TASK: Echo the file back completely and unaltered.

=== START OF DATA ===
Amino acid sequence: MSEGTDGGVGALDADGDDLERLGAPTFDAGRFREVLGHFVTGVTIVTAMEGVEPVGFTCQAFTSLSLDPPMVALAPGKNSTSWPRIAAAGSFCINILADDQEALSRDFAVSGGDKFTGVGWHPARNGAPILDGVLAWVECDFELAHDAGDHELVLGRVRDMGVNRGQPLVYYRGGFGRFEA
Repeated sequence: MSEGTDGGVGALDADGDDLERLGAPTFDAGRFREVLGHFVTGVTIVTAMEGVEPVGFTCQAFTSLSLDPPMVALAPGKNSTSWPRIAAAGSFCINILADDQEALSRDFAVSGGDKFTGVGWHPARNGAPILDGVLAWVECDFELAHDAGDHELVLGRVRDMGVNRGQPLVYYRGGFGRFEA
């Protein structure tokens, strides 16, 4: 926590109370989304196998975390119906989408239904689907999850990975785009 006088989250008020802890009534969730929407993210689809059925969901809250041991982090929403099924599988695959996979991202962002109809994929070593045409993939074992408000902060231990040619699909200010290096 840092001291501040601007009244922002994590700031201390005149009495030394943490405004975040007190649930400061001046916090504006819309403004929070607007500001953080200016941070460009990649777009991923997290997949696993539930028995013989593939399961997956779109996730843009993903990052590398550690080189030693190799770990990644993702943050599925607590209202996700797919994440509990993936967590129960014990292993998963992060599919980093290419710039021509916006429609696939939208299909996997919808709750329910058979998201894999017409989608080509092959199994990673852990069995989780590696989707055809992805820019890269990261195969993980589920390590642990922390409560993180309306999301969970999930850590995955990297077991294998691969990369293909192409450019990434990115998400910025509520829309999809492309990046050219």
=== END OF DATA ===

Amino acid sequence: MSEGTDGGVGALDADGDDLERLGAPTFDAGRFREVLGHFVTGVTIVTAMEGVEPVGFTCQAFTSLSLDPPMVALAPGKNSTSWPRIAAAGSFCINILADDQEALSRDFAVSGGDKFTGVGWHPARNGAPILDGVLAWVECDFELAHDAGDHELVLGRVRDMGVNRGQPLVYYRGGFGRFEA
Repeated sequence: MSEGTDGGVGALDADGDDLERLGAPTFDAGRFREVLGHFVTGVTIVTAMEGVEPVGFTCQAFTSLSLDPPMVALAPGKNSTSWPRIAAAGSFCINILADDQEALSRDFAVSGGDKFTGVGWHPARNGAPILDGVLAWVECDFELAHDAGDHELVLGRVRDMGVNRGQPLVYYRGGFGRFEA
């Protein structure tokens, strides 16, 4: 926590109370989304196998975390119906989408239904689907999850990975785009 006088989250008020802890009534969730929407993210689809059925969901809250041991982090929403099924599988695959996979991202962002109809994929070593045409993939074992408000902060231990040619699909200010290096 840092001291501040601007009244922002994590700031201390005149009495030394943490405004975040007190649930400061001046916090504006819309403004929070607007500001953080200016941070460009990649777009991923997290997949696993539930028995013989593939399961997956779109996730843009993903990052590398550690080189030693190799770990990644993702943050599925607590209202996700797919994440509990993936967590129960014990292993998963992060599919980093290419710039021509916006429609696939939208299909996997919808709750329910058979998201894999017409989608080509092959199994990673852990069995989780590696989707055809992805820019890269990261195969993980589920390590642990922390409560993180309306999301969970999930850590995955990297077991294998691969990369293909192409450019990434990115998400910025509520829309999809492309990046050219």